The 5-volt output from pin 6 of the regulator chip U8 is carried over to power supply pin 8 of optocoupler U7. This same 5-volt supply is also used as the voltage reference for the analog signal output of the optocoupler. When the optocoupler is off, the output pin 6 is pulled high to five volts. When the optocoupler is turned on, and pin 6 (due to the internal circuitry of the optocoupler U7) is pulled to ground, then the voltage divider R43, R44 provides a 2-volt signal to the resistor R45 as an input to the low-pass filter 32. Thus the output of photocoupler U7 duplicates its input, but with five volts representing zero, and two volts representing a signal high condition. The low-pass filter 32 is formed of operational amplifier U9 and its accompanying components. The intent of this low-pass filter 32 is to take the switching wave form on its input pin and convert it to a DC steady state voltage at output pin 1 for application for the positive input of the operational amplifier which is incorporated in device U8. The 39 KHz signal received from the optocoupler is filtered out, a DC voltage equal to the average of the input signal is provided at output pin 1. For example, if the input represents a signal 128 or a 50 percent duty cycle, then the output of the filter 32 is halfway between two volts and five volts, or 3.5 volts and is stable at that level. Essentially, no 39 KHz signal is passed through this filter; analog level commands are achieved at the output of this low-pass filter at a 1 KHz command rate with the 39 KHz effectively eliminated. In this way, digital to analog conversion of the command signal is provided, while complete isolation of the amplifier from the high voltage is maintained through opto-isolator U7.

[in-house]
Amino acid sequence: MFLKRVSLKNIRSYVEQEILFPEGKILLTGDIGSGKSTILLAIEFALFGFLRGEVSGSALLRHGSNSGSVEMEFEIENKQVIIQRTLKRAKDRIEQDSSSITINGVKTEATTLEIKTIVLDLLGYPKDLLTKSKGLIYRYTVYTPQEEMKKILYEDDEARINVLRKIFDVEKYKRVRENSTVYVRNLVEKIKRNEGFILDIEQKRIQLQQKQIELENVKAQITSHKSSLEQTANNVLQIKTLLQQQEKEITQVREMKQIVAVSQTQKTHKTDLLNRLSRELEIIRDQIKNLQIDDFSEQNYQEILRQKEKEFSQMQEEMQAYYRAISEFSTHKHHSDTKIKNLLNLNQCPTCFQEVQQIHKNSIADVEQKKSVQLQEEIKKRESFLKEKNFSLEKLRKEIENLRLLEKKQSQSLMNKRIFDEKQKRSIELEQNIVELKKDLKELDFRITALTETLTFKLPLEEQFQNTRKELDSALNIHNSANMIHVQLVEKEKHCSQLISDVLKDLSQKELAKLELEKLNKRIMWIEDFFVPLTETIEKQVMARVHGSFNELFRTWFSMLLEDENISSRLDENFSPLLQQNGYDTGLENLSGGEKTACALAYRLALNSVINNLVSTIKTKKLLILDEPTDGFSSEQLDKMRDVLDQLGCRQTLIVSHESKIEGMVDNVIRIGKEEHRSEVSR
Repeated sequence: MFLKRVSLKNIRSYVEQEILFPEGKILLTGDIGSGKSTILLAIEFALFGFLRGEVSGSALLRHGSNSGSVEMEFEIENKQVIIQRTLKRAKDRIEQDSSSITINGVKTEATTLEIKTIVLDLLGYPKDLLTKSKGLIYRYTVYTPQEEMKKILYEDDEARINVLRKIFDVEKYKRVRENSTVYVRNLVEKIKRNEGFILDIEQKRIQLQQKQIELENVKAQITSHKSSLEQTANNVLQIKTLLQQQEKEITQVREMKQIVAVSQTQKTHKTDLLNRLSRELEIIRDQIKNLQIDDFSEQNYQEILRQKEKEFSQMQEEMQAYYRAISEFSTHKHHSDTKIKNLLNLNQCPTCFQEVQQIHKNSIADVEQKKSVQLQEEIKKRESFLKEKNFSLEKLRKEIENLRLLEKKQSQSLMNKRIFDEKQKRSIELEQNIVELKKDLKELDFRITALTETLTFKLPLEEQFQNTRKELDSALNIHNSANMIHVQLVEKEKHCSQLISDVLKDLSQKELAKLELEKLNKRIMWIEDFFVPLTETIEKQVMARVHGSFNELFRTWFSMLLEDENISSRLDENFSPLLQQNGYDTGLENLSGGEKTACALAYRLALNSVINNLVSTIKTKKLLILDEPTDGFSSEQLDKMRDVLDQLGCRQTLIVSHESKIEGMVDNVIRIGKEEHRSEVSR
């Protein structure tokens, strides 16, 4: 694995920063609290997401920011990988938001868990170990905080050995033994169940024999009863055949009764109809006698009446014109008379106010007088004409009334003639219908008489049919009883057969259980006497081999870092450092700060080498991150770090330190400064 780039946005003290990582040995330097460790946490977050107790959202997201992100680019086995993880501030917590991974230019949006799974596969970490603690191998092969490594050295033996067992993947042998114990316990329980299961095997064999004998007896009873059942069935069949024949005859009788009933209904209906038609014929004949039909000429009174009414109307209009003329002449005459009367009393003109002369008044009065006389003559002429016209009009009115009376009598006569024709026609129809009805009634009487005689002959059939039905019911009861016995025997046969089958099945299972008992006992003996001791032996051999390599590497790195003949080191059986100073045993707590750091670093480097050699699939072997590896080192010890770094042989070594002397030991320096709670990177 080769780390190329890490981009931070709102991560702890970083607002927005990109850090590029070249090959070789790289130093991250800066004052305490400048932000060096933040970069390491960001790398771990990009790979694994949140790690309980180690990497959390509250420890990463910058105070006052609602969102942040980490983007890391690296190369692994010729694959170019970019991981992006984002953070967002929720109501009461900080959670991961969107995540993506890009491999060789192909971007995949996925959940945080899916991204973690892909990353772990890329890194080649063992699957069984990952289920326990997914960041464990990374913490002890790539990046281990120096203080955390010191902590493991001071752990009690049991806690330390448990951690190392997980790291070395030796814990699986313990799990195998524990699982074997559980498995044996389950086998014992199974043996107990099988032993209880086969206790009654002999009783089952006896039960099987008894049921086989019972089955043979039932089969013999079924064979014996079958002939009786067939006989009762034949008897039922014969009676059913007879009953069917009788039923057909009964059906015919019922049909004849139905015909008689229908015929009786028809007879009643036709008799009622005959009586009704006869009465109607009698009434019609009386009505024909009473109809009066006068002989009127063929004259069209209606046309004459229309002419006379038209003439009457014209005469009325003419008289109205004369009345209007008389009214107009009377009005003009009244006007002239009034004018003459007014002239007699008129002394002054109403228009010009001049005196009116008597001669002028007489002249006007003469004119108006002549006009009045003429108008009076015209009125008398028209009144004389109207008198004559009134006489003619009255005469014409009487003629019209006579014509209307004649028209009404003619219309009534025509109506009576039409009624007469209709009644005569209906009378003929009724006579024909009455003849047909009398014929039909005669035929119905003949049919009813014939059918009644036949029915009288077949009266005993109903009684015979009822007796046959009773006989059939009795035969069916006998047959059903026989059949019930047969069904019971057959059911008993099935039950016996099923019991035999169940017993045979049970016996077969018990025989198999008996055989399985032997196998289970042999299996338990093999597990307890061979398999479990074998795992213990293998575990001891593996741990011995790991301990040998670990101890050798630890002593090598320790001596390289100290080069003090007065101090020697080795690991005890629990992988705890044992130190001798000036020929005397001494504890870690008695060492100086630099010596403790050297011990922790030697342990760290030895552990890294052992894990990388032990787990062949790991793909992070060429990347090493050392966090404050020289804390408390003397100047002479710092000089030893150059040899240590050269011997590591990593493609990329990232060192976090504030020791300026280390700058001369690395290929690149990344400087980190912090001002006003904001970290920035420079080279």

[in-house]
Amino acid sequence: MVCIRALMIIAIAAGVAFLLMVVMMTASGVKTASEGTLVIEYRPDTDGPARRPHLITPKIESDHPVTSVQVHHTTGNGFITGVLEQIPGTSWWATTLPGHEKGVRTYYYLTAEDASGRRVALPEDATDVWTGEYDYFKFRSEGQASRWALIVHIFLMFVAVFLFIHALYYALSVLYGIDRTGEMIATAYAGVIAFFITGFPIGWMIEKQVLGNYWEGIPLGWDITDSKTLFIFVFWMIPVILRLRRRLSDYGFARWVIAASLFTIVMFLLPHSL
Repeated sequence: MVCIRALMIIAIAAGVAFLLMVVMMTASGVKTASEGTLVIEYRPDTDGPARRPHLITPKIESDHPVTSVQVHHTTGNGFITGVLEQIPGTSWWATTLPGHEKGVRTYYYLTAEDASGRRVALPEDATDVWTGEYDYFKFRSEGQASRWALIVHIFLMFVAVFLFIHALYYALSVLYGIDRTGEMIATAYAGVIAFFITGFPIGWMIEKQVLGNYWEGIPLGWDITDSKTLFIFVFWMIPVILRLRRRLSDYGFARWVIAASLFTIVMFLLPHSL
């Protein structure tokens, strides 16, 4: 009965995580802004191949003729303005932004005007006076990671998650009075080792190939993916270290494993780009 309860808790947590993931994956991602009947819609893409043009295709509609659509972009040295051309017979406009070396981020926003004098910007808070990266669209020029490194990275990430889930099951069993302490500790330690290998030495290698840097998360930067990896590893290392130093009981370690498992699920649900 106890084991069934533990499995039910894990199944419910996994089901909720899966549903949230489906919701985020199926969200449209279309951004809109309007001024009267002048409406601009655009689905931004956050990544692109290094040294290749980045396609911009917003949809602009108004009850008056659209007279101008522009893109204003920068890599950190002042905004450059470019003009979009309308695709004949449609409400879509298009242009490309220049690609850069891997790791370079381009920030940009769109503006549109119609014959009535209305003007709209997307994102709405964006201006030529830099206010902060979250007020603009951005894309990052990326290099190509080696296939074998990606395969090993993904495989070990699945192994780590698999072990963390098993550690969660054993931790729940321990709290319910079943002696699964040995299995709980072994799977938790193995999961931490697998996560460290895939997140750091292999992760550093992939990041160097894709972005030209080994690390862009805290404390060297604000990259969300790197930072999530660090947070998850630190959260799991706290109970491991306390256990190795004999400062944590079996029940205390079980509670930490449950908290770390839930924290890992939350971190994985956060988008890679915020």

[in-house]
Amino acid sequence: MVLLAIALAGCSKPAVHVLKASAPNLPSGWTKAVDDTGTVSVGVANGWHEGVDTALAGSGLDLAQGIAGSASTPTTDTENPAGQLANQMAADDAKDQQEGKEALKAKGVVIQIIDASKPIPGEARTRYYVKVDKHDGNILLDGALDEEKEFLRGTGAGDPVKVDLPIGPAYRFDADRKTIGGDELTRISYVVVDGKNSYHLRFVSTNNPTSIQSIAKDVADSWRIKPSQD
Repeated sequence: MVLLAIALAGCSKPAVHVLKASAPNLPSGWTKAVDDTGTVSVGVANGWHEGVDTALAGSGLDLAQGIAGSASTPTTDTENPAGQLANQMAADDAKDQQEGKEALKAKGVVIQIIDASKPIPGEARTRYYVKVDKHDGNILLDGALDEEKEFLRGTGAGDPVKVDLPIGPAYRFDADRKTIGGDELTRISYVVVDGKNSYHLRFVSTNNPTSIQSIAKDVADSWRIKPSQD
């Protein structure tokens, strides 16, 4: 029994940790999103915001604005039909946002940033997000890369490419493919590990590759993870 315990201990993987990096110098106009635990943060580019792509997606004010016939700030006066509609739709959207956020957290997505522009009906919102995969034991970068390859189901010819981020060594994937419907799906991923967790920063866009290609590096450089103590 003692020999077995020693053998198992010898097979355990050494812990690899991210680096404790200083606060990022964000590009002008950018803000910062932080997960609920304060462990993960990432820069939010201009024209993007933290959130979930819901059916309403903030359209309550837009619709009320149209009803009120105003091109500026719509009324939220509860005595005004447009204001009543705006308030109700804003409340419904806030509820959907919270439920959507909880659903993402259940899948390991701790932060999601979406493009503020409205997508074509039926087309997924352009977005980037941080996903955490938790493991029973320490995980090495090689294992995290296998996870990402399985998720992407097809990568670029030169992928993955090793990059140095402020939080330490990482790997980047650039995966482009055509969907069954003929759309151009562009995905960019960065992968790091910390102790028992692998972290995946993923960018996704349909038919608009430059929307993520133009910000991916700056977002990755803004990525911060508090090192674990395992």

The U8 device includes an operational amplifier having positive and inverting inputs 1, 2; the output of the operational amplifier is pin 9. The necessary feedback circuit is provided by the resistor R49 and capacitor C63. The input to pin 2 is a coil current feedback signal comprising a voltage proportional to the current in the coil in the motor, where five volts equal zero amps, and two volts equals maximum current, and voltages in between are linearly proportional to current flow.